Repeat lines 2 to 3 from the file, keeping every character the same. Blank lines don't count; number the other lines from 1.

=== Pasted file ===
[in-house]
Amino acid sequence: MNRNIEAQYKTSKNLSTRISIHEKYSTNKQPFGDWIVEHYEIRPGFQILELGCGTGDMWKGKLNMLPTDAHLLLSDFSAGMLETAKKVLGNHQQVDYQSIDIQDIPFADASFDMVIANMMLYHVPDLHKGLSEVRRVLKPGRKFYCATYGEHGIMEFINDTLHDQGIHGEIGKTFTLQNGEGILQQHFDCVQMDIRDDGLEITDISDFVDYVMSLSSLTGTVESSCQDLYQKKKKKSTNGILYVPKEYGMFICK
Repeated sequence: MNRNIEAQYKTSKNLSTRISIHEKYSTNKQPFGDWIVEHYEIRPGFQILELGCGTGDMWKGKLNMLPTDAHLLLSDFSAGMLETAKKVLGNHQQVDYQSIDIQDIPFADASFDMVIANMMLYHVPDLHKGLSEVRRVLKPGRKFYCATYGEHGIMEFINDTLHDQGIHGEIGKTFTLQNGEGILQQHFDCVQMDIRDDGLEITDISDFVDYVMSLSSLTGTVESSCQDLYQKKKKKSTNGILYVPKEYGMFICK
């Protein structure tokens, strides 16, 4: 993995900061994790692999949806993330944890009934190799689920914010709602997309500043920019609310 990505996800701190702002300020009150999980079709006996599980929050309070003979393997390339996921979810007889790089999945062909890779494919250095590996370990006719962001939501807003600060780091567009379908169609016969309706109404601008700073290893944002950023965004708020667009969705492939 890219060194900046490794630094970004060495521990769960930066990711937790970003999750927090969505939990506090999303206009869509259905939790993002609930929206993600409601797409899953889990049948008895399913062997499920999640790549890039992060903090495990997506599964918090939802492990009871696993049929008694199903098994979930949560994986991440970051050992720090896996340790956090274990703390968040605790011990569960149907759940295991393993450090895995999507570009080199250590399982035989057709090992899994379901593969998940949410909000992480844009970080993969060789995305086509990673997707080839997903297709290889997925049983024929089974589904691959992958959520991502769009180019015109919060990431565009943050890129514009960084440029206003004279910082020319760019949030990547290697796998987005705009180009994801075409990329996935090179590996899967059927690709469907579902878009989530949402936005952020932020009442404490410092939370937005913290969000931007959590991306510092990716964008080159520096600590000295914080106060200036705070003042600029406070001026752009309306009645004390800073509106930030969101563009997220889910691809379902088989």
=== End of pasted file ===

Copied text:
Amino acid sequence: MNRNIEAQYKTSKNLSTRISIHEKYSTNKQPFGDWIVEHYEIRPGFQILELGCGTGDMWKGKLNMLPTDAHLLLSDFSAGMLETAKKVLGNHQQVDYQSIDIQDIPFADASFDMVIANMMLYHVPDLHKGLSEVRRVLKPGRKFYCATYGEHGIMEFINDTLHDQGIHGEIGKTFTLQNGEGILQQHFDCVQMDIRDDGLEITDISDFVDYVMSLSSLTGTVESSCQDLYQKKKKKSTNGILYVPKEYGMFICK
Repeated sequence: MNRNIEAQYKTSKNLSTRISIHEKYSTNKQPFGDWIVEHYEIRPGFQILELGCGTGDMWKGKLNMLPTDAHLLLSDFSAGMLETAKKVLGNHQQVDYQSIDIQDIPFADASFDMVIANMMLYHVPDLHKGLSEVRRVLKPGRKFYCATYGEHGIMEFINDTLHDQGIHGEIGKTFTLQNGEGILQQHFDCVQMDIRDDGLEITDISDFVDYVMSLSSLTGTVESSCQDLYQKKKKKSTNGILYVPKEYGMFICK